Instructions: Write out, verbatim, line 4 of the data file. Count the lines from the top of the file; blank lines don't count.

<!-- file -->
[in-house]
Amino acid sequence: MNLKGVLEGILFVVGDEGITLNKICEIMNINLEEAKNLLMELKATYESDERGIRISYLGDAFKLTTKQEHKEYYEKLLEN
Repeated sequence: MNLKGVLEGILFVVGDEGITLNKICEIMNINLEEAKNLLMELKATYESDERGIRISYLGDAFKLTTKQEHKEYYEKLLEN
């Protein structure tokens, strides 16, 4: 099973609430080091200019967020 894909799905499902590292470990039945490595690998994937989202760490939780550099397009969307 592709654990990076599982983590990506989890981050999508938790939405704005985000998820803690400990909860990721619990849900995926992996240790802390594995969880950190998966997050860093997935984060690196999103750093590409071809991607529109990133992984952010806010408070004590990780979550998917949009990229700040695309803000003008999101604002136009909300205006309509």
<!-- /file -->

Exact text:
């Protein structure tokens, strides 16, 4: 099973609430080091200019967020 894909799905499902590292470990039945490595690998994937989202760490939780550099397009969307 592709654990990076599982983590990506989890981050999508938790939405704005985000998820803690400990909860990721619990849900995926992996240790802390594995969880950190998966997050860093997935984060690196999103750093590409071809991607529109990133992984952010806010408070004590990780979550998917949009990229700040695309803000003008999101604002136009909300205006309509």